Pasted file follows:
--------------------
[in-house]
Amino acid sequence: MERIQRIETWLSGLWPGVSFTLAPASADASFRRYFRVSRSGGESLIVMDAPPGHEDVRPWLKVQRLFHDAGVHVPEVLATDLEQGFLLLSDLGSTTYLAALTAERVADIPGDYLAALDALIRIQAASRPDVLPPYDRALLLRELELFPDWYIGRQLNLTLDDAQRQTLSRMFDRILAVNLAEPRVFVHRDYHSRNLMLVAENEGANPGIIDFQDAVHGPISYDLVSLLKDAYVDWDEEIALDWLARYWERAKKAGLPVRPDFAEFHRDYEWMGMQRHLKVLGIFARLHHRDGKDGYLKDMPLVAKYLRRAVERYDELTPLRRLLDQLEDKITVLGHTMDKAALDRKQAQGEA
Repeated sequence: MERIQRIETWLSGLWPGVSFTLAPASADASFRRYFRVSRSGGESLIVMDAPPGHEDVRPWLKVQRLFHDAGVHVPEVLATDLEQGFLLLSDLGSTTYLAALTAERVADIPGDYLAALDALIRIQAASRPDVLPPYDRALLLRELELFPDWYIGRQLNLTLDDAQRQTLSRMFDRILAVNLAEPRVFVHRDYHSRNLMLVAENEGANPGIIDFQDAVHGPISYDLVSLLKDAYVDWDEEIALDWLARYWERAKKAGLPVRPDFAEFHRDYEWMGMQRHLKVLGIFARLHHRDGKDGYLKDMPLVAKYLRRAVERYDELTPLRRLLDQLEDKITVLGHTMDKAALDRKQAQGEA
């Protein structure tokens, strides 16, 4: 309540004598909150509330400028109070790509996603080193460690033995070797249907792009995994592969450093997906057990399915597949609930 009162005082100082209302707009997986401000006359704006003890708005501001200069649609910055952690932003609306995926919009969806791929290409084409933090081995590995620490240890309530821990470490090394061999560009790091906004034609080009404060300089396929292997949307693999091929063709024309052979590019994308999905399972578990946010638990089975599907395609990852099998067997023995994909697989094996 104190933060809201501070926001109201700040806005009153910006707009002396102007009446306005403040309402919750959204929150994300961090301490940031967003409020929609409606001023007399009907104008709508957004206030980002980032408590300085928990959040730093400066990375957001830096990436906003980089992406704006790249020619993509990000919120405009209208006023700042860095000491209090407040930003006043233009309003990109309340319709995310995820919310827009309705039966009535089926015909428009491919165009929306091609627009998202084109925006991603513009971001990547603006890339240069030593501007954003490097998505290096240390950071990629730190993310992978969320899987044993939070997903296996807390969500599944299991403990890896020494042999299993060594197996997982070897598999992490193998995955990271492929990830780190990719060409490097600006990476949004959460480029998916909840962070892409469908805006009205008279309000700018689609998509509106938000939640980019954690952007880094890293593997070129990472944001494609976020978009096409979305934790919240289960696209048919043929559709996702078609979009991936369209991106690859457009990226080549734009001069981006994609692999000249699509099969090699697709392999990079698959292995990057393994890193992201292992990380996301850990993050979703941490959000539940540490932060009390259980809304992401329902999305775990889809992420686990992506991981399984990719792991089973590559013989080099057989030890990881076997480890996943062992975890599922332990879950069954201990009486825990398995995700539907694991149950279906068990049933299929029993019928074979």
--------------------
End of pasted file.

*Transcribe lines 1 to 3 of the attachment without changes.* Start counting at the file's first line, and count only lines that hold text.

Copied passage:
[in-house]
Amino acid sequence: MERIQRIETWLSGLWPGVSFTLAPASADASFRRYFRVSRSGGESLIVMDAPPGHEDVRPWLKVQRLFHDAGVHVPEVLATDLEQGFLLLSDLGSTTYLAALTAERVADIPGDYLAALDALIRIQAASRPDVLPPYDRALLLRELELFPDWYIGRQLNLTLDDAQRQTLSRMFDRILAVNLAEPRVFVHRDYHSRNLMLVAENEGANPGIIDFQDAVHGPISYDLVSLLKDAYVDWDEEIALDWLARYWERAKKAGLPVRPDFAEFHRDYEWMGMQRHLKVLGIFARLHHRDGKDGYLKDMPLVAKYLRRAVERYDELTPLRRLLDQLEDKITVLGHTMDKAALDRKQAQGEA
Repeated sequence: MERIQRIETWLSGLWPGVSFTLAPASADASFRRYFRVSRSGGESLIVMDAPPGHEDVRPWLKVQRLFHDAGVHVPEVLATDLEQGFLLLSDLGSTTYLAALTAERVADIPGDYLAALDALIRIQAASRPDVLPPYDRALLLRELELFPDWYIGRQLNLTLDDAQRQTLSRMFDRILAVNLAEPRVFVHRDYHSRNLMLVAENEGANPGIIDFQDAVHGPISYDLVSLLKDAYVDWDEEIALDWLARYWERAKKAGLPVRPDFAEFHRDYEWMGMQRHLKVLGIFARLHHRDGKDGYLKDMPLVAKYLRRAVERYDELTPLRRLLDQLEDKITVLGHTMDKAALDRKQAQGEA